"I had the McIndoe technique at 16 years old because it was presented to me as the only viable option in 1984. Recovering from the McIndoe technique required healing in two areas of my body - first, my newly created vagina - where the incision and mold were placed; and second, the skin graft area on my backside. Once the mold is removed, dilation is to begin right away. There was some discomfort associated with dilating, so I wasn’t very consistent with it. As a result, I lost some depth in my vagina. Dilation is necessary on an ongoing basis. Though I wasn’t sexually active for many years after the surgery, having had the procedure allowed me to feel I had the option to be sexually active, if I chose to. When I eventually became sexually active, I was able to have sex comfortably. I would choose to have the McIndoe technique again, but with a different awareness from having learned dilating is an important part of ongoing self-care to maintain the results of the surgery and to be your own medical advocate – get second opinions, select a medical professional who is compassionate and understanding, and take your time making the right treatment decision for you." - Anonymous

Williams procedure: This procedure involves the creation of a vaginal “pouch”. It’s sometimes used when other surgical procedures have failed. Dilators are necessary following the procedure, but for only about 3-4 weeks, instead of up to 6 months (which is more typical with the McIndoe procedure). The down side with this procedure is that the angle of the newly created vagina can be awkward and the cosmetic appearance may be poor.


Bowel vagina: This is a major operation which involves creating a vagina using a section of the bowel. The recovery involves 4-6 weeks of healing from major surgery and dilators will need to be used afterwards. Young women who have this procedure usually experience chronic vaginal discharge requiring the need to wear a pad.


Laparoscopy-Vecchietti procedure: This technique involves securing a traction device to the skin outside of the abdomen. This is done during a laparoscopy while the patient is under general anesthesia. At the same time, a plastic bead (about the size of an olive) is placed in the vaginal space and held with string that’s threaded up through the vagina, into the abdominal cavity, and out to the traction device. The vaginal length is achived by using continuous pressure and turning the “crank” on the outside of the abdomin, which pulls the plastic bead upwards. The vagina can be created in about 7-10 days, but requires a long hospital stay to complete the process. Afterwards, a second procedure with anesthesia is necessary to remove the equipment. This procedure also requires the need to use vaginal dilators.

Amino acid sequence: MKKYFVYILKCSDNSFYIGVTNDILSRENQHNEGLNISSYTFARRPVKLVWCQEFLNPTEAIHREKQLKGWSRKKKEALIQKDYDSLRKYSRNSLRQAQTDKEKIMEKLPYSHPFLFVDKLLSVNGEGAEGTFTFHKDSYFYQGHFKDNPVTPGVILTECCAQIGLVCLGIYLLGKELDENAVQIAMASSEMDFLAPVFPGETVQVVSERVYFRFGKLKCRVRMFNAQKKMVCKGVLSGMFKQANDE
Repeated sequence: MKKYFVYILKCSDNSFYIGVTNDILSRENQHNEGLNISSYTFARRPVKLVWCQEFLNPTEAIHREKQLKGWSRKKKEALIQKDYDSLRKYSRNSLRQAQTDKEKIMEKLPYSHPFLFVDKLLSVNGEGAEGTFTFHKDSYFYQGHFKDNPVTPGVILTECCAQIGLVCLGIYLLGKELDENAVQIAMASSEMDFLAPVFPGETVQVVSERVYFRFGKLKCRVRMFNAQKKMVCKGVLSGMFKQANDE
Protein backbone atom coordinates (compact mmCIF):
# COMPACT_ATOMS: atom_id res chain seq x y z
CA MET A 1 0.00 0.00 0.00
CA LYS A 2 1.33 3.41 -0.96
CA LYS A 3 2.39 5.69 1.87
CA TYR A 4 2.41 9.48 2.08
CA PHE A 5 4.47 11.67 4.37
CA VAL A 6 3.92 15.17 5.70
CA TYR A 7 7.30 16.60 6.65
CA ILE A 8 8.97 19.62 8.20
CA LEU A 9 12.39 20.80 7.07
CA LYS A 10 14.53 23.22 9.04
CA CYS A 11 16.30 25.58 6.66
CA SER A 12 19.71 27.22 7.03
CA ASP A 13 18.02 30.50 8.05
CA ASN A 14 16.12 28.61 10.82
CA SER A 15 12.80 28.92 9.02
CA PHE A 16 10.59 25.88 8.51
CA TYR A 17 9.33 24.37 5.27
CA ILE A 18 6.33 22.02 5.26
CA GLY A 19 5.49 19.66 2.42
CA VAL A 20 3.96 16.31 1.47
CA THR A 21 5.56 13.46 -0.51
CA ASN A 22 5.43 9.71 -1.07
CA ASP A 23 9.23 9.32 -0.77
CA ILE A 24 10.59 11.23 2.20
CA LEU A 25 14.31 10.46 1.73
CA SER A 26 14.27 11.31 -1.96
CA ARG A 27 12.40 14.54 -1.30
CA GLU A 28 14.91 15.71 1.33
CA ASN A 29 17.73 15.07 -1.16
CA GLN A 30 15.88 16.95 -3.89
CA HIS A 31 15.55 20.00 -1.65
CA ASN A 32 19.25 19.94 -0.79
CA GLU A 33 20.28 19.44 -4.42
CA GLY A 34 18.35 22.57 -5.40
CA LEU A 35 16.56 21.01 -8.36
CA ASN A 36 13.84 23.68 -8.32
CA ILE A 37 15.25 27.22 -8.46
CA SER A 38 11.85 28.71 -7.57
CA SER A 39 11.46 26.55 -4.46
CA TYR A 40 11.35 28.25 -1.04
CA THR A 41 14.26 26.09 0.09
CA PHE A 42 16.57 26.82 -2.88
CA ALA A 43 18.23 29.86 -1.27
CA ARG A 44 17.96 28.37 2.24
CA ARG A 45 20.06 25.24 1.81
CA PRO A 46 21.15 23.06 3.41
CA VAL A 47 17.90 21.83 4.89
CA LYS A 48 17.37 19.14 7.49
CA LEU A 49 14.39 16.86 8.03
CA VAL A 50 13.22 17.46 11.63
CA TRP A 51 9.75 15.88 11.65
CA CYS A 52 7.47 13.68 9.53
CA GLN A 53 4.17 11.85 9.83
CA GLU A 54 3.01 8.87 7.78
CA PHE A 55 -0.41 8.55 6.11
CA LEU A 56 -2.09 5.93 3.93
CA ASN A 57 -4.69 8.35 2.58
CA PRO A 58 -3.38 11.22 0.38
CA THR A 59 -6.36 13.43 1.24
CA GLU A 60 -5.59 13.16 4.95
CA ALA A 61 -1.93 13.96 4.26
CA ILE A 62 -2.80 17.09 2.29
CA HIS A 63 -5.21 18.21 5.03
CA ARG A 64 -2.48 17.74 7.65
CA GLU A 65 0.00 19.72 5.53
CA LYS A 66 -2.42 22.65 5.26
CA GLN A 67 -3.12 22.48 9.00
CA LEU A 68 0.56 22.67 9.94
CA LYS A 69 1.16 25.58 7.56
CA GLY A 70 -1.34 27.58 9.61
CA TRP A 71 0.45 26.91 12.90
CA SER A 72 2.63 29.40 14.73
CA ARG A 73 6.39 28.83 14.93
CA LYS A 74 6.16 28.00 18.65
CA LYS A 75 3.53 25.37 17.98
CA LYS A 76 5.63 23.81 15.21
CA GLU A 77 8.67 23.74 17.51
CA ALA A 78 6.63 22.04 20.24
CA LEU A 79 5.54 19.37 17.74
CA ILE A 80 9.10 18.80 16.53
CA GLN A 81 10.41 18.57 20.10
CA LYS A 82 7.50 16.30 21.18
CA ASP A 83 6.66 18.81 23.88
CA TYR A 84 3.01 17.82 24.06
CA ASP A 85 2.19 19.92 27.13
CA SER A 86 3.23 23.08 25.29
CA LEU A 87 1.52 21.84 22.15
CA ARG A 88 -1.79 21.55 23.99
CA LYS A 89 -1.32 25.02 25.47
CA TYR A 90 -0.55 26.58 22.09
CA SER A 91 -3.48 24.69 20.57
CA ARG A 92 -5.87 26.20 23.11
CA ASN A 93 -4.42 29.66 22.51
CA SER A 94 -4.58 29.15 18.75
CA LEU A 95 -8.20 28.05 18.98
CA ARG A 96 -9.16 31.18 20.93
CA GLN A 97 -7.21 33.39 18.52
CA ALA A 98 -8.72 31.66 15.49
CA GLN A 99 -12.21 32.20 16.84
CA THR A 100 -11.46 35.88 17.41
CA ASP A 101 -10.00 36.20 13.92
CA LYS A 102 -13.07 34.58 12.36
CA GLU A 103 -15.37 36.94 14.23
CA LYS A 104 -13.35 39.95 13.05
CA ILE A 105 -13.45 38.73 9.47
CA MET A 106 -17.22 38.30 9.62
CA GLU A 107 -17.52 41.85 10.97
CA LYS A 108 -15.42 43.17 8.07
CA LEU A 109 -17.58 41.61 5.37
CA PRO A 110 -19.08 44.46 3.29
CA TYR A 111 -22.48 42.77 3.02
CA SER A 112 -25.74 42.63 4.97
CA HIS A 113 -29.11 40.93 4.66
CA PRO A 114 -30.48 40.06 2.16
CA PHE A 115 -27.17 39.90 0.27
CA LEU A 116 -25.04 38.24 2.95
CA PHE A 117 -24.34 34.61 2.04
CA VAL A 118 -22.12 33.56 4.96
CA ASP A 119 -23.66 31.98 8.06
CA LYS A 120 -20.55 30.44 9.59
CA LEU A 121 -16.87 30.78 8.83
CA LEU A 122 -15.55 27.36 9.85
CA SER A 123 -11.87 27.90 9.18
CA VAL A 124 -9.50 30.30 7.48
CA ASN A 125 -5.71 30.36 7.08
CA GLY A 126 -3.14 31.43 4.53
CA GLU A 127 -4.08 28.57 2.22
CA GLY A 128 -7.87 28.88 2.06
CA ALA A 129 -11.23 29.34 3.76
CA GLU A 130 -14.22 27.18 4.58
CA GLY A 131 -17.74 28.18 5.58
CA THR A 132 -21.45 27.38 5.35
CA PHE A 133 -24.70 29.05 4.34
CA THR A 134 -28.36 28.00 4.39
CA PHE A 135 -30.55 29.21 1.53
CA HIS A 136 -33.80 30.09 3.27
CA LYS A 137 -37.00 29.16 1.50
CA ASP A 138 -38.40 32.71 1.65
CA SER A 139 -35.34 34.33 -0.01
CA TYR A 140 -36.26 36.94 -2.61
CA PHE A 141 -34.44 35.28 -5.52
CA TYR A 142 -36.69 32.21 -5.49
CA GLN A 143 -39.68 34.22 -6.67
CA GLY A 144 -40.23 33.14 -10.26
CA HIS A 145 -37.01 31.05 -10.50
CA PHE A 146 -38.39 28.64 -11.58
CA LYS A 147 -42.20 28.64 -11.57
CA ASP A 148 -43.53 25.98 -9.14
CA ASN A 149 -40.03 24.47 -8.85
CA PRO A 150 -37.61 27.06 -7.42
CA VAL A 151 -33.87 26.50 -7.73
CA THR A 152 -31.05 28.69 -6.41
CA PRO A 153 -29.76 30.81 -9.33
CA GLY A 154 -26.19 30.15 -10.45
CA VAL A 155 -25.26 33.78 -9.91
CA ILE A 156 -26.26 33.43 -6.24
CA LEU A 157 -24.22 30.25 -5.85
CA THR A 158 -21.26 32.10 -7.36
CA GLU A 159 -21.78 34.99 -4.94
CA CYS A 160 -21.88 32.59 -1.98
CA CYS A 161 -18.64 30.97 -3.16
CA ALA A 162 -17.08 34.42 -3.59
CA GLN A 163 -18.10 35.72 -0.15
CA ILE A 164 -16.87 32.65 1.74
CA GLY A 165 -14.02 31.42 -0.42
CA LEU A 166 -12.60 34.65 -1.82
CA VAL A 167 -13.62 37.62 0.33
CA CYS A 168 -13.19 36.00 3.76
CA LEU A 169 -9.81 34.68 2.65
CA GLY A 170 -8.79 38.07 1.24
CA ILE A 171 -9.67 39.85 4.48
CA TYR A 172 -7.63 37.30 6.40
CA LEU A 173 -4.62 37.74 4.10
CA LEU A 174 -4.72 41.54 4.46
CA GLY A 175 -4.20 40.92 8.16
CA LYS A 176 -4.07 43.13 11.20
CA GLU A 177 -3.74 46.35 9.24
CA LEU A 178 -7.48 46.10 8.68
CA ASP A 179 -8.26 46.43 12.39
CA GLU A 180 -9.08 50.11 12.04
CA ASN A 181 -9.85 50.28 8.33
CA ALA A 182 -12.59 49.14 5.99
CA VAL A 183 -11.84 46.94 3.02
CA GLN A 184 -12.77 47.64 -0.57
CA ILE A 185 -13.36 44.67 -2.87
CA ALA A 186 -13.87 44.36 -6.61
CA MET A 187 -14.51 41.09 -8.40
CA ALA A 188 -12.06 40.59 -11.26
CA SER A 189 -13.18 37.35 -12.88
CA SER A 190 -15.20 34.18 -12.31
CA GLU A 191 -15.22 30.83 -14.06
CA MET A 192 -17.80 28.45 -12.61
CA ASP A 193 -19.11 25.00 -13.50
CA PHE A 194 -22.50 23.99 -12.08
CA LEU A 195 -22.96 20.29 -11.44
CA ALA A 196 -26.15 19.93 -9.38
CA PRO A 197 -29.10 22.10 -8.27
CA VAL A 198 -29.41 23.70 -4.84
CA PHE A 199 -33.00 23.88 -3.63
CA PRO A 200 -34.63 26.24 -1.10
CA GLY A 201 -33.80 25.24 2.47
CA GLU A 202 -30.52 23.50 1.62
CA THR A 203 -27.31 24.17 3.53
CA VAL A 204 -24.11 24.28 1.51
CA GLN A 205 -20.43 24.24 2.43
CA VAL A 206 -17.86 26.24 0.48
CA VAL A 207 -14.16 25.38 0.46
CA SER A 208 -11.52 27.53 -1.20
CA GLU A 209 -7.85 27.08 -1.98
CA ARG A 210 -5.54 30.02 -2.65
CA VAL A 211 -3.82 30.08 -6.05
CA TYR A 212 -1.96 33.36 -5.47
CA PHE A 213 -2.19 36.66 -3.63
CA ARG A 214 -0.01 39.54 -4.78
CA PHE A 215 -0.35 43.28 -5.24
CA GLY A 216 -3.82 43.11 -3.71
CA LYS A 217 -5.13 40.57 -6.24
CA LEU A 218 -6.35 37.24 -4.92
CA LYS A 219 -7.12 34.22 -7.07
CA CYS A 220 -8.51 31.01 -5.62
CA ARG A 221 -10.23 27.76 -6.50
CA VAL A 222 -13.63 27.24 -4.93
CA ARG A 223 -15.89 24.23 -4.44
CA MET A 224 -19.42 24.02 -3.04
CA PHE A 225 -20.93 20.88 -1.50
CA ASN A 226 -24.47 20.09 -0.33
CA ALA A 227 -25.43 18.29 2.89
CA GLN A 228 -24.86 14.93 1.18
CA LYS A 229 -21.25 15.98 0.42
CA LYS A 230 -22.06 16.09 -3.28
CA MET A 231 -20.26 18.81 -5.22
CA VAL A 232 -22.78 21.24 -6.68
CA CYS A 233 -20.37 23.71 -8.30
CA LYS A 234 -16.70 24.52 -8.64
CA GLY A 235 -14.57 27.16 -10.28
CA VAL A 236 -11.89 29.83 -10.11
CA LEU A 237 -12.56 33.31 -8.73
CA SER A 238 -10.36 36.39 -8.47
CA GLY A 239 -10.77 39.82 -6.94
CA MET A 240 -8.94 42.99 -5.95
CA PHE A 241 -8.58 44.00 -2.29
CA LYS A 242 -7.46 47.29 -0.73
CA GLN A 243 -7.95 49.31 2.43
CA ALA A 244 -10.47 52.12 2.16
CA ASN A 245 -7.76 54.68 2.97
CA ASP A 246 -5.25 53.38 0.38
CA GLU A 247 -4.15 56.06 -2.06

Davydov procedure: The Davydov operation creates a vagina using a patient’s own peritoneal lining: a membrane that lines the walls of the abdominal and pelvic cavities. Under anesthesia, one incision is made where the vaginal opening should be and another incision is made near the belly button to allow a thin instrument to be inserted into the peritoneal cavity. The peritoneal lining is pulled down and stitched in place at the vaginal opening. The top of the newly created vaginal canal is sewn closed and the vaginal space is packed with gauze. The gauze is removed about two days after the operation. Then the patient must use various size vaginal dilators a few times a day for several months or until she becomes sexually active. Most women who have this procedure stay in the hospital overnight for observation and then return for follow-up visits 7-10 days after surgery.